Five Cool Rukuku Features That Everybody Loves

Our users often email us about features they find most useful in Rukuku so we decided to summarize the fan mail in this post. I will highlight five free features that contest the top position in the “What I love about Rukuku” list.

1. Unlimited participants

Whether you have 1 active customer or a thousand, we are happy to accommodate your needs. We do not impose any limitations on the number of participants in your courses, webinars, or conference calls. Compare this offer to various competing offers out there, and it will become clear that unlimited is hard to find.

2. Free conference calls

Our web conferencing solution is free. Speak for as long as you need, as often as you want – it is free regardless.

3. Free course composer

Create your courses and course materials using our Composer. The tool is absolutely free.

4. Free private classes

If you need a virtual meeting space for an impromptu private class, Rukuku offers that functionality for free. Go to Auditorium, click on Private Classes, and Start New Private Class. Invite other participants by sending them a unique access link using the green “Invite” button. Combined with point #1 above, this is a total winner.

5. Free Storefront

If you want to monetize your courses, we offer you an amazing tool – Storefront. It is a subset of the general Marketplace that resides on your website. You control what items you want to display in your Storefront via a management dashboard. See how it works here: http://malcolmedmonstone.com/online-courses-with-malcolm/

That’s all folks! Don’t be shy to drop us a line about your favorite Rukuku features.

Discussing Disruption and the Future of Edtech with Michael Horn, Part 2

Michael Horn is co-founder of the Clayton Christensen Institute and serves as the executive director of its education program. In 2008, he co-authored the award-winning book, Disrupting Class: How Innovation Will Change the Way the World Learns.

edtech, disruption, Michael Horn

Michael Horn is co-founder of the Clayton Christensen Institute and serves as the executive director of its education program.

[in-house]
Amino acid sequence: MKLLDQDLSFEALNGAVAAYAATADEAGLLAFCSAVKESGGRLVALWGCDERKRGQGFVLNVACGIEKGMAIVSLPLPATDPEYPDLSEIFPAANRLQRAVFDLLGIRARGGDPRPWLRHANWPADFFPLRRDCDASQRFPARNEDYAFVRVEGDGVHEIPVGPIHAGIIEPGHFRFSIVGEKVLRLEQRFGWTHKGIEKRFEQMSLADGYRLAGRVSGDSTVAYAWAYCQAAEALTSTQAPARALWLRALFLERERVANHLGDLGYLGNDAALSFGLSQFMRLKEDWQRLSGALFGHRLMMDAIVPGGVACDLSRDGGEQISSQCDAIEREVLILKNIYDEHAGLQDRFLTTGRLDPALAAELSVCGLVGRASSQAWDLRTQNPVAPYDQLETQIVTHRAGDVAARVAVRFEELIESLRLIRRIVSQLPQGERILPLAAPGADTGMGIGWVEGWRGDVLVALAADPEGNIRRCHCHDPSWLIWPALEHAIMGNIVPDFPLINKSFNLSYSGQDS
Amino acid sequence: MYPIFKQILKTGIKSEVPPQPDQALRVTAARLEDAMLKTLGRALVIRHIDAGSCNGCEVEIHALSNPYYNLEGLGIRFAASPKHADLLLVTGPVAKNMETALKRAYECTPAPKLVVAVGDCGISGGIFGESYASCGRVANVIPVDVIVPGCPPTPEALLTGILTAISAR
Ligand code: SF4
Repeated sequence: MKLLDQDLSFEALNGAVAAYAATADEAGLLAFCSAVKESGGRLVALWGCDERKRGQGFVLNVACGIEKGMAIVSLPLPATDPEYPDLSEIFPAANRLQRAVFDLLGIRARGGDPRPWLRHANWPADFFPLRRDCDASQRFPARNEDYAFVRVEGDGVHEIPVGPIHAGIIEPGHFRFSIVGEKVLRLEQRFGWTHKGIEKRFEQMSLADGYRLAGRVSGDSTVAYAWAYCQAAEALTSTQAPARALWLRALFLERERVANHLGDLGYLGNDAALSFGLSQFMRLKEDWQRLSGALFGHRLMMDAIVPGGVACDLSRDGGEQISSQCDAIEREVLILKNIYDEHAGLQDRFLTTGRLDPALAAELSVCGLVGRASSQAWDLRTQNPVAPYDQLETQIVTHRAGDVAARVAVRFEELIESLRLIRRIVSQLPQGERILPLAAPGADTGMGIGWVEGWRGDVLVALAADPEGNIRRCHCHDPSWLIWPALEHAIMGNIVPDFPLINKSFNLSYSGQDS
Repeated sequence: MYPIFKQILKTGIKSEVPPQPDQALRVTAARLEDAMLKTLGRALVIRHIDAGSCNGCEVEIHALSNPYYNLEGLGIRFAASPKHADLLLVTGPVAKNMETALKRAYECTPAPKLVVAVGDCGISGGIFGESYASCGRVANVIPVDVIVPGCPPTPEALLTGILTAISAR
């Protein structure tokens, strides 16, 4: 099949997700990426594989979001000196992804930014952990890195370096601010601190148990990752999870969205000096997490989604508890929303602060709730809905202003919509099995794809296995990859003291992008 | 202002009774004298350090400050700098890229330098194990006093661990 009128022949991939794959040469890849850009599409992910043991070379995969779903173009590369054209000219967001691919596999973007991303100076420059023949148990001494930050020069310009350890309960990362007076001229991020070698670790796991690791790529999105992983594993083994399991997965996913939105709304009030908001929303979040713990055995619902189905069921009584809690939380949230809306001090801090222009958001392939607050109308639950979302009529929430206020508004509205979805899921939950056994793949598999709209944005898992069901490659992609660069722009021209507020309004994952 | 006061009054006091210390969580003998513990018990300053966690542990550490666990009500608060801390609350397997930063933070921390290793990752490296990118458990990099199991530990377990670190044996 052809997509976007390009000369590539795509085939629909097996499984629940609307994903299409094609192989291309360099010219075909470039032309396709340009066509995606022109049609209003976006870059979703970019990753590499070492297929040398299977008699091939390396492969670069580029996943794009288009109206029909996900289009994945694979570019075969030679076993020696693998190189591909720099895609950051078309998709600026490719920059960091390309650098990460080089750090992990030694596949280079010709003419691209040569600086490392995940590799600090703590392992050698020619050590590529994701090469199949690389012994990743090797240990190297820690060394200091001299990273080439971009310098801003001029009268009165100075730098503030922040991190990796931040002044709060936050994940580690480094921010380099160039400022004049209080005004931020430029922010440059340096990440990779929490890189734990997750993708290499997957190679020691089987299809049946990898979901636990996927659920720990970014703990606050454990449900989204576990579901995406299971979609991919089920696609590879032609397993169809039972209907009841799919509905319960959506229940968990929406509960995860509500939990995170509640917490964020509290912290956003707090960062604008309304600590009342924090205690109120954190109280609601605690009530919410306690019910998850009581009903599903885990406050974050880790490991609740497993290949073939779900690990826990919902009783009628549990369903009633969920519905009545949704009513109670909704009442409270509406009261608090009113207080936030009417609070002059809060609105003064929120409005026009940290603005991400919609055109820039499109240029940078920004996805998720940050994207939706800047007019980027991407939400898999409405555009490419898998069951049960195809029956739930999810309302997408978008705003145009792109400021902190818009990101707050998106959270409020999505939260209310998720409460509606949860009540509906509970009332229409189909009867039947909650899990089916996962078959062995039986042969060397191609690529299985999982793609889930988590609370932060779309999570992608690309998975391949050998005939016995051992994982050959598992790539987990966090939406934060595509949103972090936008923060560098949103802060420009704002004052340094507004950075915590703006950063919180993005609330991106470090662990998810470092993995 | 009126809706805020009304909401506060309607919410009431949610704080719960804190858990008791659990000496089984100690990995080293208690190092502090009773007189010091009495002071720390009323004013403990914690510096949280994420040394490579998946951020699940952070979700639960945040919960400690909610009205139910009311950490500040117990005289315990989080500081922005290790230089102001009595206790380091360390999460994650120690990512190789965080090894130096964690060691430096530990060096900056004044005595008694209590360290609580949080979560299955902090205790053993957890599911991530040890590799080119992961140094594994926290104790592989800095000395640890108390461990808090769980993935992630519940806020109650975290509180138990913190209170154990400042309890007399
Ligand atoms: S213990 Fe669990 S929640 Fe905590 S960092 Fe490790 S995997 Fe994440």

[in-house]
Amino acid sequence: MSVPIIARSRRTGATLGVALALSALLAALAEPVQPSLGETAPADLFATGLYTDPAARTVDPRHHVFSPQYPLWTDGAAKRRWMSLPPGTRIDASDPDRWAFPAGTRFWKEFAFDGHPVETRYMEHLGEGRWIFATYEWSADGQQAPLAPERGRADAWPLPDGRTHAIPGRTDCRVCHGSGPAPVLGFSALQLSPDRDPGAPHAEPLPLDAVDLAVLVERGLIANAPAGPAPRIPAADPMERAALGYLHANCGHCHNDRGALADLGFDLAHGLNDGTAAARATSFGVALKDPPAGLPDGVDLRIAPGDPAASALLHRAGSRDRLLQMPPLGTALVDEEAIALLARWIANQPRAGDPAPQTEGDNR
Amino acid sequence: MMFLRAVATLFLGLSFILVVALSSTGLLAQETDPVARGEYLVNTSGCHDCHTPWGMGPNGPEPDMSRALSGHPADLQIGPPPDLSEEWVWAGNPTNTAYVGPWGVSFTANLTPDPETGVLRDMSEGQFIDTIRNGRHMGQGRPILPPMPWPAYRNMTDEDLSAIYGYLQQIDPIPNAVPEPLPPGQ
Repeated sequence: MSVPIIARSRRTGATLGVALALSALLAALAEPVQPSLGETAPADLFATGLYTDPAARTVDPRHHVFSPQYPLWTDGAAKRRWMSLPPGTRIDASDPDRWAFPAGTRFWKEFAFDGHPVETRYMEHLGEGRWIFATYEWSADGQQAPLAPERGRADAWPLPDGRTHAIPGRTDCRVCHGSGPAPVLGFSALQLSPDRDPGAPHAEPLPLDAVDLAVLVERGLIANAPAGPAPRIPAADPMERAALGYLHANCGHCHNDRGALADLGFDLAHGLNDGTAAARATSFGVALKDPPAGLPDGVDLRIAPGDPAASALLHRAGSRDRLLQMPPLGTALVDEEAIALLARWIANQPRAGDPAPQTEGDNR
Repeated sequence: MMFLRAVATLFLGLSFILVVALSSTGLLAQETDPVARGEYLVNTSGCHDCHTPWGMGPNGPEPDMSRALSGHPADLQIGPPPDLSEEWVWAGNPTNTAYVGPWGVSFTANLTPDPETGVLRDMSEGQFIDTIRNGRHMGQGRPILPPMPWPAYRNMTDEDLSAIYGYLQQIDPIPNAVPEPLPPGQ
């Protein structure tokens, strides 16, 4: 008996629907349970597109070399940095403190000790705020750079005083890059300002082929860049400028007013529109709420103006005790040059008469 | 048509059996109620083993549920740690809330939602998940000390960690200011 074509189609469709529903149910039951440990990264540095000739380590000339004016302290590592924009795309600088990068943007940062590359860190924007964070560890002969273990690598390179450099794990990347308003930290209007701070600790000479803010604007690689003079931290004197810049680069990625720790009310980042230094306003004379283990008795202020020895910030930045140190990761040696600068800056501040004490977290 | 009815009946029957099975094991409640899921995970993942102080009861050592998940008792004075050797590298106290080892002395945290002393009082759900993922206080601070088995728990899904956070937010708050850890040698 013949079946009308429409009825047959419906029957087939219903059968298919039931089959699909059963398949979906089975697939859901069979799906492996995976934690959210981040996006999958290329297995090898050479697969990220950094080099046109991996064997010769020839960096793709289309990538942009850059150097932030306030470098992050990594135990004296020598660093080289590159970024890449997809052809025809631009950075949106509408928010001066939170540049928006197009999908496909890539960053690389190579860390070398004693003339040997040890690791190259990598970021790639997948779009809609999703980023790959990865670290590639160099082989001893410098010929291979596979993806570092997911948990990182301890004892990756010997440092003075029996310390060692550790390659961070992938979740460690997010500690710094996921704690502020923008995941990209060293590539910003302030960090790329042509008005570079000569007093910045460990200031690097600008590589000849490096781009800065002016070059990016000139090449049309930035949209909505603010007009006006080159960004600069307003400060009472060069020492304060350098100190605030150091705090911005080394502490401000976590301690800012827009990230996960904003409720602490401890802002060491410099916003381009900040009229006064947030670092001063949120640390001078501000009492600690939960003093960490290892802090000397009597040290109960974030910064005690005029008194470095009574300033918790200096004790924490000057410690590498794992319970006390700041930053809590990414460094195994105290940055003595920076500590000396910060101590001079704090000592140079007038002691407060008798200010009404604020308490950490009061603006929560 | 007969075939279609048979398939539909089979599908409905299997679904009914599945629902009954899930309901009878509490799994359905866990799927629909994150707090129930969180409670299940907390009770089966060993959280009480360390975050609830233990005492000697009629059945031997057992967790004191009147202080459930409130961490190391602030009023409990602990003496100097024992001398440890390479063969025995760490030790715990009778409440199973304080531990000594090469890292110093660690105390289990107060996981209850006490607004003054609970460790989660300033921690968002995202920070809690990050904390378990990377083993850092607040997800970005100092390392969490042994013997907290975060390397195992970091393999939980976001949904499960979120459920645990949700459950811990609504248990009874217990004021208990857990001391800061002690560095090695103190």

Q: Looking at all the various levels of education, including corporate training, higher education, secondary and primary education, where do you see the most disruptive changes taking place?

R: In many ways the corporate training market had its first wave of disruption in the late 90’s and early 2000’s during the first dot com boom. We are now to the point where we are seeing a version 2.0 of that disruption in corporate learning markets with folks like Rukuku helping people create online courses quickly, take many courses, meet training needs internally, find employees or whatever it might be. Secondarily we are seeing activity in a lot of informal spaces, like the skill-based companies that are popping up. So, I think we are starting to see a second disruption take place in the corporate learning world.

Massive disruption is definitely happening in higher education, less in respect to MOOCS at this point and more from places like Southern New Hampshire University that has introduced competency-based online learning program. University Now has one of my favorite competency-based online learning programs, as well as Western Governor’s University. Players like that are creating a wave 2.0 of disruption in the higher ed space. In K12, a lot is going on but it is more at the classroom level and less at the whole school level. I don’t see a lot that leads me to believe that schools are going to get disrupted anytime soon.

Q: Personalization is a big selling point for Edtech. Each student can learn at his or her own pace. How does that fit with traditional idea of the classroom environment?

R:  I think the traditional classroom environment is going to struggle quite a bit.  It was built to batch up students, lecture to them in the same way at the same pace and so forth, and therefore it is inherently not suited for this personalizing learning world. Traditional institutions are adopting some of these innovations and layering them over the traditional classroom. I think we are going to struggle to see the dramatic leaps in personalization that we might from online learning simply because it’s not what those schools and colleges are trying to do or were built to do.

Q: Do we sacrifice anything in terms of social education, the general getting along with people sort of stuff?

R: In the K-12 arena and primary schools in particular, the majority of the growth in online learning is happening in blended learning environments. The reasons for that are straight-forward as opposed to higher education. Students at that age really need a safe place to go and learn. That’s a large part of the reason we are seeing this current blend of learning.